doc.add (new Chunk ("Goto page #2 in locallinks.pdf").setRemoteGoto ("locallinks.pdf", "test"));

doc.close ();

Clicking remotelink.pdf's Goto page #2 in locallinks.pdf causes Adobe Reader to load locallinks.pdf and take you to the link on that document's second page.

Phrase and Paragraph

Chunks are appropriate for storing short sequences of text, typically no more than a few words. If you store a lengthy text sequence in a chunk, add that chunk to a document, and load the resulting PDF file in Adobe Reader, you will notice that part of the text is overwritten by the rest of the text. The effect is equivalent to having your printer repeatedly print text on the same line: garbage.

When a chunk's text encroaches on a document's right margin, Adobe Reader does the equivalent of issuing a carriage return without a linefeed: It continues rendering text on the same line and starting from the left margin. This behavior occurs because the PDF document writer does not output PDF syntax that tells Adobe Reader to wrap text onto the next line—the concepts of lines and leading (the distance between two lines, measured in points) do not apply to chunks. In contrast, the lines and leading concepts apply to phrases.

Phrases are instances of the com.lowagie.text.Phrase class that know how to wrap text onto lines. Call one of nine constructors to create a Phrase object. For example, the following code fragment invokes the public Phrase(String string) constructor to create a phrase:

Phrase phrase = new Phrase ("Here are the rules about traffic lights. ");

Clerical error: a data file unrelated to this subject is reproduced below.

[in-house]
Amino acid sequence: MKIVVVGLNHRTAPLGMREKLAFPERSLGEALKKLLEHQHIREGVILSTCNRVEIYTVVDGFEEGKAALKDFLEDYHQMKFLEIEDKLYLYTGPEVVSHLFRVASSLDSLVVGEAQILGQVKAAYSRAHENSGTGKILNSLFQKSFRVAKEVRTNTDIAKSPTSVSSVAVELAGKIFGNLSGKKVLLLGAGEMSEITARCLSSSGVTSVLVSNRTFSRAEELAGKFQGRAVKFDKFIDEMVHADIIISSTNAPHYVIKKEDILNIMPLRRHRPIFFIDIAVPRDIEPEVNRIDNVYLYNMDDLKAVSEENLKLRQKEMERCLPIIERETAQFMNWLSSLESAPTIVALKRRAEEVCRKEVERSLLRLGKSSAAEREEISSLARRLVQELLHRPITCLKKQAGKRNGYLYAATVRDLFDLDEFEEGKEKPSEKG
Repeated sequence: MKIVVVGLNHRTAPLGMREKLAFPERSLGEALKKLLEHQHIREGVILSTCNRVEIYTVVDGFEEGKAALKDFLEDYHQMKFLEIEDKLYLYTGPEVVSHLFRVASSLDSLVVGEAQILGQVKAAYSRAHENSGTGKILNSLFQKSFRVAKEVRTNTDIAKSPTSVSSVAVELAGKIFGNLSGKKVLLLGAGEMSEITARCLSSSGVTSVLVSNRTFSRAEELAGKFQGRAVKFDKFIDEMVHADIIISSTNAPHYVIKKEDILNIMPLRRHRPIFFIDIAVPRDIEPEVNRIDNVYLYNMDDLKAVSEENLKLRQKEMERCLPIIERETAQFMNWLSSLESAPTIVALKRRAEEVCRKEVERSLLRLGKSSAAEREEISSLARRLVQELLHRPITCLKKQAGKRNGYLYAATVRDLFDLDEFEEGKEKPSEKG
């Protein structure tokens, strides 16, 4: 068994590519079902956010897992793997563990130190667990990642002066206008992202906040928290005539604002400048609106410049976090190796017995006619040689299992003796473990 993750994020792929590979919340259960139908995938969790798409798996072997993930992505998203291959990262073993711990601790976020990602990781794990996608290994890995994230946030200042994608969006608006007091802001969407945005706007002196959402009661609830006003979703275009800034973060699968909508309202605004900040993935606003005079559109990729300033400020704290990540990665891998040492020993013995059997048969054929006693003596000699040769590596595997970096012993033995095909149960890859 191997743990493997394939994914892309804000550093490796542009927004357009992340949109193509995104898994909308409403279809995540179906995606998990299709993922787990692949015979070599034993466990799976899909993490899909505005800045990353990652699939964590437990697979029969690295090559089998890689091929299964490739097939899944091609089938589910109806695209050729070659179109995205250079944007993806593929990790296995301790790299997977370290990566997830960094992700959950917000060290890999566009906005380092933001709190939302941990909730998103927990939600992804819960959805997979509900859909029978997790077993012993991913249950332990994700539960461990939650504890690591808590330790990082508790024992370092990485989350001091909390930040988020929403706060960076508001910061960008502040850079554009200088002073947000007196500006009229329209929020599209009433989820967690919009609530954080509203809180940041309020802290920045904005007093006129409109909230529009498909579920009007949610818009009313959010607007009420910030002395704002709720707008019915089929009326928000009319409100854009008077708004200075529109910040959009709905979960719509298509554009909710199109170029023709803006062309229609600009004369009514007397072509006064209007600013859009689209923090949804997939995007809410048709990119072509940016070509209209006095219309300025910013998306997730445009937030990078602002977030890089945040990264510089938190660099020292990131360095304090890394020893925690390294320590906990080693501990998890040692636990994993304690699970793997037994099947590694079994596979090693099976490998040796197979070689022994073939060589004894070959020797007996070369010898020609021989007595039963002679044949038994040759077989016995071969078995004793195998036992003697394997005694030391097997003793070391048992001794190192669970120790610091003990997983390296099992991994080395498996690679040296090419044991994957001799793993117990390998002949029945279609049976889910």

A Phrase is a container for multiple Chunks. Think of the previous code fragment as adding a Chunk that contains Here are the rules about traffic lights. to the Phrase. You can continue to add Chunks, Phrases, and a few other elements to a Phrase by invoking Phrase's public boolean add(Object o) method. (Invoking this method with a String argument causes Phrase to create a Chunk with that argument and then add that Chunk to itself.) As a result, portions of a phrase can be highlighted in some manner, as Listing 3 demonstrates.

Listing 3 PhraseDemo.java

// PhraseDemo.java

import java.awt.*;
import java.io.*;

import com.lowagie.text.*;
import com.lowagie.text.pdf.*;

class PhraseDemo
{
  public static void main (String [] args) throws Exception
  {
   Document doc = new Document ();
   PdfWriter.getInstance (doc, new FileOutputStream ("phrasedemo.pdf"));
   doc.open ();

   // Construct a phrase.

   Phrase p = new Phrase ("Here are the rules about traffic lights. ");